Topical Retinoids for Pigmented Skin

May 2011 | Volume 10 | Issue 5 | Original Article | 483 | Copyright © May 2011

Aanand N. Geria MD, Christina N. Lawson MD, Rebat M. Halder MD

percent reduction in epidermal melanin content in skin lesions of the tretinoin group compared to three percent with vehicle. Fifty percent of the subjects treated with tretinoin reported moderate-to-severe erythema and desquamation.11 This trial is one of the best in terms of documentation, photography and inclusion of varying severity of PIH.
Another trial studied once daily applied tazarotene 0.1% cream compared to vehicle in 74 subjects of darker racial groups with PIH. After 18 weeks, the treatment group was shown to be significantly more effective than vehicle against PIH, achieving greater reductions in intensity and area of hyperpigmentation. On average, evidence of irritation was no more than trace, and dryness no more than mild, in both groups throughout the study.12
The efficacy of clindamycin 1%-benzoyl peroxide (BPO) 5% topical gel in combination with either tretinoin 0.04% microsphere gel or adapalene 0.1% gel in 167 subjects with pigmented skins for the treatment of acne and PIH was investigated in a recent trial. Results showed more rapid and greater resolution of PIH from baseline in subjects receiving clindamycin 1%/BPO 5%/tretinoin 0.04% microsphere gel. It was concluded that this finding may indicate that this lower concentration of tretinoin microspere gel causes less irritation and a decreased capability of producing treatment-induced hyperpigmentation in darker skin types.13
The treatment of dermal PIH is more challenging. The histological features of biopsies obtained from 10 Japanese subjects with various types of hyperpigmented skin lesions found that tretinoin gel (0.1%, 0.2% and 0.4%) along with 5% hydroquinone ointment was histologically effective in reducing epidermal, but not dermal melanosis.14 Accordingly, lesions with primarily dermal hyperpigmentation demonstrated the least amount of clinical improvement.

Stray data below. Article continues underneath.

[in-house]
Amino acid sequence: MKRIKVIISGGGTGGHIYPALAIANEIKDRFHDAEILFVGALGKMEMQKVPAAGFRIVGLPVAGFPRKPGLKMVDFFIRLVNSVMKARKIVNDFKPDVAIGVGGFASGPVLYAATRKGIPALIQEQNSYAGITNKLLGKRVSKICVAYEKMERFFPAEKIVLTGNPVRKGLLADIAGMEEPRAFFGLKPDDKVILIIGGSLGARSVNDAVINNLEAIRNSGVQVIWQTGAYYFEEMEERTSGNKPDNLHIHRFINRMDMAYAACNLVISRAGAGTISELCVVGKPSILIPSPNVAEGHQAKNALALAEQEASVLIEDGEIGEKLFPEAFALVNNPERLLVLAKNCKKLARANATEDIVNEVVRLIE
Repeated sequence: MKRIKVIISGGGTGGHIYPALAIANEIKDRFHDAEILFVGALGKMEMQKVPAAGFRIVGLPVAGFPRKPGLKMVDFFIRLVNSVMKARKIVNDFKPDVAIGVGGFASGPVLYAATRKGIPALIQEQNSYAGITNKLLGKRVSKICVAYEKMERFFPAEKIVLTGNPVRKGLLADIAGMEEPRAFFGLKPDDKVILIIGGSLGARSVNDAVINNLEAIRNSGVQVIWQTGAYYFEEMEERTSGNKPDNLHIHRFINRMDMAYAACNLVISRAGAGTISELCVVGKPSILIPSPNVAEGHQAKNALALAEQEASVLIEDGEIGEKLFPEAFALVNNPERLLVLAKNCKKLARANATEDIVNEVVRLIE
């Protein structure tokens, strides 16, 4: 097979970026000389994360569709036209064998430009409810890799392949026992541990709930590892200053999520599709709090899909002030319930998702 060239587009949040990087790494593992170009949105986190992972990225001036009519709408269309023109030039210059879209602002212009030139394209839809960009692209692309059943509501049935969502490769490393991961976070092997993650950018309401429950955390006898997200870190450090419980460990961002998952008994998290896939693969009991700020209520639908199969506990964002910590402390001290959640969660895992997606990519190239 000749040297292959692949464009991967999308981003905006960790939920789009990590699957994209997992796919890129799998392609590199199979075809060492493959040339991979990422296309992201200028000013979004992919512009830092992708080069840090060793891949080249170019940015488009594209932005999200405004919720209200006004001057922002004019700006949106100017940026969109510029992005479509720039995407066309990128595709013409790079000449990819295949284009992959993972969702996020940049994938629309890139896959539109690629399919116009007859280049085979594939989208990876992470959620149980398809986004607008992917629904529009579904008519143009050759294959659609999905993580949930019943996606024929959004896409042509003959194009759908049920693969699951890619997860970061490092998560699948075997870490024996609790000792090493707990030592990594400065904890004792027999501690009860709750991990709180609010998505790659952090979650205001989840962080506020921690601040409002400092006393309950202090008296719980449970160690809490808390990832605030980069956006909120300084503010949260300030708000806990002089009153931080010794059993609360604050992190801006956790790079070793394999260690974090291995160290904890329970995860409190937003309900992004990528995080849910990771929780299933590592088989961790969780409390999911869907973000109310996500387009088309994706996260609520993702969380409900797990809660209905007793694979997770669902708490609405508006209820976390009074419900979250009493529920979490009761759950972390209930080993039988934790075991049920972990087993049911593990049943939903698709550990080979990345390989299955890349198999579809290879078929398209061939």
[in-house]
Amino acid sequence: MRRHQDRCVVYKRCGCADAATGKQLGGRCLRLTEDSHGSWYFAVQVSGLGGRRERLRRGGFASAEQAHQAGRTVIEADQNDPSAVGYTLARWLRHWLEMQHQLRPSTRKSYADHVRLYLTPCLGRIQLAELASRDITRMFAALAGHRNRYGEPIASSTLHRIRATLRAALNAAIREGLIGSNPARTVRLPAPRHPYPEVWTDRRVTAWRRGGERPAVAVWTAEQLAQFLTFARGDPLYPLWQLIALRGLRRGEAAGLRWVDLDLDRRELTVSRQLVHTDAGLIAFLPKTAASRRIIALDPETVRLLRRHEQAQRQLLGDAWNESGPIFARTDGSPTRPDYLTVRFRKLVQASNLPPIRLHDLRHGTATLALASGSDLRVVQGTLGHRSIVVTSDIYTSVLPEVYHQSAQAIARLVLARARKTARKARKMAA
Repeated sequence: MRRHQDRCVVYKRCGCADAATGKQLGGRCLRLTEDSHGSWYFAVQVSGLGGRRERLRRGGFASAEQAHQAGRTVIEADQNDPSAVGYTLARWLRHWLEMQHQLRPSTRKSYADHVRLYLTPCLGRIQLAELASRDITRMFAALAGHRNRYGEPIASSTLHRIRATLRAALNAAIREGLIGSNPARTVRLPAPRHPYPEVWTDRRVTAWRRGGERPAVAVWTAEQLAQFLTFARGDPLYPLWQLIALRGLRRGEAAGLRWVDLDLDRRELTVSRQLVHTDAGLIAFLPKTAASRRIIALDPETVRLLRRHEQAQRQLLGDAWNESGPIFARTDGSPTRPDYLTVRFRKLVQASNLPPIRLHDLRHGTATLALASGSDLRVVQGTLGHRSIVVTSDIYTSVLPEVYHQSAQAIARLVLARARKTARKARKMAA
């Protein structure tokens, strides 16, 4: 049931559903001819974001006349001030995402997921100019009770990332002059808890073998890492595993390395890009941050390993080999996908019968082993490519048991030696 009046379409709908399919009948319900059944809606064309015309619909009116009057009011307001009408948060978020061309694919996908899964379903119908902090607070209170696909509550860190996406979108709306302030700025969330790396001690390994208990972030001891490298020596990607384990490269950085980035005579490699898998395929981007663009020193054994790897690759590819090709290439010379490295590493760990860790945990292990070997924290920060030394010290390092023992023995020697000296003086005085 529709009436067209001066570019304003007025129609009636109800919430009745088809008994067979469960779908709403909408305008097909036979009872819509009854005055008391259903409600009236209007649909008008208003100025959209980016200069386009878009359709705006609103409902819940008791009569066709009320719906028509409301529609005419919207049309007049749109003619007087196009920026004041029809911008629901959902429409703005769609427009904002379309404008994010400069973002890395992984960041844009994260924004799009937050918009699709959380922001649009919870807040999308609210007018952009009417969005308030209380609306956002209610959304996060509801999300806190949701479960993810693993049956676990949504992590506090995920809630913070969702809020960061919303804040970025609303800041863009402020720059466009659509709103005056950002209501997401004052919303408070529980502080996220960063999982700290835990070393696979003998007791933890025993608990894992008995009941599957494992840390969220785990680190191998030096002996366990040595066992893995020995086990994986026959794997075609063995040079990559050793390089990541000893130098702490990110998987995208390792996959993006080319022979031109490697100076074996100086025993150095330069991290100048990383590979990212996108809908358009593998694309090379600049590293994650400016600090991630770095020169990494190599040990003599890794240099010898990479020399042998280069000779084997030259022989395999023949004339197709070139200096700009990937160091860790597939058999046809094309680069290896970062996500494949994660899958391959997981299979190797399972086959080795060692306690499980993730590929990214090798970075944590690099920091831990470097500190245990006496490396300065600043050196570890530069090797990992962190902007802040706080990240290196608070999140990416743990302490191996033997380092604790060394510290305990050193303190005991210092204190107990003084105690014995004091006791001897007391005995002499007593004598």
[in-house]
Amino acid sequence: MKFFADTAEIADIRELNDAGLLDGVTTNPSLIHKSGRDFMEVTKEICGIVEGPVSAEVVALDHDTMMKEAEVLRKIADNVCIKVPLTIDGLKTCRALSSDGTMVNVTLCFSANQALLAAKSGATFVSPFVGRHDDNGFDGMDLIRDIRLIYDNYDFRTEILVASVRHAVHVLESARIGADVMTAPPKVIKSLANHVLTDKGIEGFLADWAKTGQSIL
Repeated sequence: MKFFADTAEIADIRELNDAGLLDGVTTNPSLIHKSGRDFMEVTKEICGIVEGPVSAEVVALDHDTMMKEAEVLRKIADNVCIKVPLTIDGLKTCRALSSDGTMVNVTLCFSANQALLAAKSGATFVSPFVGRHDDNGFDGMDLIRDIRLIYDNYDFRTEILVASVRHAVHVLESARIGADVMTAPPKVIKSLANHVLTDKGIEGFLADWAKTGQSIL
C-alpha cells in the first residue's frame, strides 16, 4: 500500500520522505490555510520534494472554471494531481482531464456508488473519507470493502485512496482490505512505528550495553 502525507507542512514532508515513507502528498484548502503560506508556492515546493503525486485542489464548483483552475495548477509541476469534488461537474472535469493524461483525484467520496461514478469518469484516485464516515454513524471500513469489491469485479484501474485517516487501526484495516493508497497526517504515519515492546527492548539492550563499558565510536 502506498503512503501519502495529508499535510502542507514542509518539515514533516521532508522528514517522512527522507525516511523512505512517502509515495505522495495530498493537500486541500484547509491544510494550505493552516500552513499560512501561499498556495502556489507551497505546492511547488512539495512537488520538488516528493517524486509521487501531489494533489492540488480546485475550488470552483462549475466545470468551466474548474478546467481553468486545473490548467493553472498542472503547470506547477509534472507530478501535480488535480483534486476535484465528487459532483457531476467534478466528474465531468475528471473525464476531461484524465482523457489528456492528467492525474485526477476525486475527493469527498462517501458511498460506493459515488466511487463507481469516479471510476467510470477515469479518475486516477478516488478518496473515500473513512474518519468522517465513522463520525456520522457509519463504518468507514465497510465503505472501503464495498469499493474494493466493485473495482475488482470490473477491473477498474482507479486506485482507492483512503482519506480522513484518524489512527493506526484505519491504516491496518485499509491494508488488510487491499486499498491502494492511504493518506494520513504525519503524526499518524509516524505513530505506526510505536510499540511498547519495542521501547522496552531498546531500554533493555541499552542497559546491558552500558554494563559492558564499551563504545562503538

In summary, formulations of tretinoin, adapalene and tazarotene have all shown efficacy in treating epidermal causes of PIH, with tretinoin 0.004% microsphere gel probably the least irritating in pigmented skins.


Melasma is an acquired hypermelanosis of unknown etiology characterized by epidermal, dermal, or mixed histological types of hyperpigmentation.9 While the disease may affect all racial groups, it is most frequently observed in women of darker complexion, especially Latinos and Asians.15
A number of studies have explored the efficacy of topical retinoids as monotherapy in treatment of melasma. A trial consisting of 28 black subjects with melasma compared the efficacy and tolerability of tretinoin 0.1% cream daily to vehicle cream. After 40 weeks, the tretinoin group demonstrated a 32 percent improvement in the Melasma Area and Severity Index (MASI) score compared with a 10 percent improvement in the vehicle group. Tretinoin was also found to be superior based on colorimetric and histologic analyses. A mild dermatitis was noted to occur in 67 percent of subjects treated with tretinoin.16
Combination therapies, most frequently consisting of hydroquinone, tretinoin and a topical steroid are thought to be superior to monotherapy in the overall management of melasma. Not only does tretinoin facilitate the epidermal penetration of hydroquinone, but the incorporation of a topical corticosteroid helps to reduce the irritative effects of retinoids and hydroquinone.9 Kligman and Willis reported the original triple combination formula effective in the treatment of melasma, which consisted of 5% hydroquinone, 0.1% tretinoin and 0.1% dexamethasone.17 Despite its success, the fact that it contained a fluorinated corticosteroid and a high concentration of tretinoin made this formula less favorable.8
The first and only triple combination formula to be approved by the Food and Drug Administration (FDA) for the treatment of melasma contains hydroquinone 4%, tretinoin 0.05% and fluocinolone acetonide 0.01%. This medication should not be used for durations longer than eight weeks due to the potential side effects associated with long-term topical corticosteroids, especially when used on the face.48 The efficacy and safety of this modified triple combination cream for the treatment of melasma was reported in an eight week study of 1,290 subjects with Fitzpatrick skin types I through VI and moderate-to-severe melasma. The mean MASI score in the study population decreased significantly at weeks 4 and 8 compared with baseline across all Fitzpatrick skin types. Based on investigators' global assessments, 75 percent of subjects had moderate to complete resolution after eight weeks of treatment. Twenty-seven percent of subjects experienced at least one adverse effect, mostly due to skin irritation, erythema, or dry skin.18
An eight week trial compared once daily applied triple combination cream to twice daily applied hydroquinone 4% cream in 120 Latino subjects with moderate-to-severe melasma. At